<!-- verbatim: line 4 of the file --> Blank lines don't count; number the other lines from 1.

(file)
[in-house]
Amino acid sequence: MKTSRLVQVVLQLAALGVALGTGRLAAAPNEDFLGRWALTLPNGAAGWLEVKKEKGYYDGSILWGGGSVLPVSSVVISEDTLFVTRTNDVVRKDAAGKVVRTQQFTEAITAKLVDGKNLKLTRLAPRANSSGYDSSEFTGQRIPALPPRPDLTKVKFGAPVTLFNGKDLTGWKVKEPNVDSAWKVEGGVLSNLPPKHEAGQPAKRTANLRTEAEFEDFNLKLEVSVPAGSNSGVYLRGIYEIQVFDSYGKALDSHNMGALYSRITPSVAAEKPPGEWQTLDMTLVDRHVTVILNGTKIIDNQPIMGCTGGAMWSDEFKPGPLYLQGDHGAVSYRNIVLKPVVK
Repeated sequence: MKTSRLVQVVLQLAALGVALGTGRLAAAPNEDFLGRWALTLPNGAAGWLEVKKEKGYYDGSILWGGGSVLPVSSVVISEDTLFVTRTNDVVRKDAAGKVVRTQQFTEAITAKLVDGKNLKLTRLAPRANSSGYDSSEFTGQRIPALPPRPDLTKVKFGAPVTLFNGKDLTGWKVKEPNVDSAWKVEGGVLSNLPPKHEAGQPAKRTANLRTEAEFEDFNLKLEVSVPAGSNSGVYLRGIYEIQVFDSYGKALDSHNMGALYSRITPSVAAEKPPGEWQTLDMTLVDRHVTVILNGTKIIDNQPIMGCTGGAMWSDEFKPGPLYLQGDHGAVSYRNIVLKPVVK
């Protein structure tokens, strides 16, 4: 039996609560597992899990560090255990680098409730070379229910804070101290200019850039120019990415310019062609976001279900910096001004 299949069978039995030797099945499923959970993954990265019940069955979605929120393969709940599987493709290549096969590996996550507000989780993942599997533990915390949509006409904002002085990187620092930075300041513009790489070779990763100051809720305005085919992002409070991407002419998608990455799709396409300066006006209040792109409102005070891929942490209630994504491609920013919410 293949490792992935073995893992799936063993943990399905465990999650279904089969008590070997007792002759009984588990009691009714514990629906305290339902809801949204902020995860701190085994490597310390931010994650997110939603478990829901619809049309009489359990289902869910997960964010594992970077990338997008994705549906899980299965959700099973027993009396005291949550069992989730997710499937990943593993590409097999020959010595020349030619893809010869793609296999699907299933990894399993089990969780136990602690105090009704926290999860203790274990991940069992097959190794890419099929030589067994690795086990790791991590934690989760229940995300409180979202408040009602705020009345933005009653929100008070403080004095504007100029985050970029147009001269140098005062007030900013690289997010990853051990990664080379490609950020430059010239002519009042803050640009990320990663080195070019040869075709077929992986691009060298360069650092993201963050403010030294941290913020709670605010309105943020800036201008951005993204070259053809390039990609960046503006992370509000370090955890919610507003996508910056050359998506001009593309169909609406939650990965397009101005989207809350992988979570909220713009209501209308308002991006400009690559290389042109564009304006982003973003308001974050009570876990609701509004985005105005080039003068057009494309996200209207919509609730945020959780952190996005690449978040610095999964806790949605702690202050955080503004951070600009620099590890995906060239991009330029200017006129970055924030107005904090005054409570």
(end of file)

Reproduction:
């Protein structure tokens, strides 16, 4: 039996609560597992899990560090255990680098409730070379229910804070101290200019850039120019990415310019062609976001279900910096001004 299949069978039995030797099945499923959970993954990265019940069955979605929120393969709940599987493709290549096969590996996550507000989780993942599997533990915390949509006409904002002085990187620092930075300041513009790489070779990763100051809720305005085919992002409070991407002419998608990455799709396409300066006006209040792109409102005070891929942490209630994504491609920013919410 293949490792992935073995893992799936063993943990399905465990999650279904089969008590070997007792002759009984588990009691009714514990629906305290339902809801949204902020995860701190085994490597310390931010994650997110939603478990829901619809049309009489359990289902869910997960964010594992970077990338997008994705549906899980299965959700099973027993009396005291949550069992989730997710499937990943593993590409097999020959010595020349030619893809010869793609296999699907299933990894399993089990969780136990602690105090009704926290999860203790274990991940069992097959190794890419099929030589067994690795086990790791991590934690989760229940995300409180979202408040009602705020009345933005009653929100008070403080004095504007100029985050970029147009001269140098005062007030900013690289997010990853051990990664080379490609950020430059010239002519009042803050640009990320990663080195070019040869075709077929992986691009060298360069650092993201963050403010030294941290913020709670605010309105943020800036201008951005993204070259053809390039990609960046503006992370509000370090955890919610507003996508910056050359998506001009593309169909609406939650990965397009101005989207809350992988979570909220713009209501209308308002991006400009690559290389042109564009304006982003973003308001974050009570876990609701509004985005105005080039003068057009494309996200209207919509609730945020959780952190996005690449978040610095999964806790949605702690202050955080503004951070600009620099590890995906060239991009330029200017006129970055924030107005904090005054409570």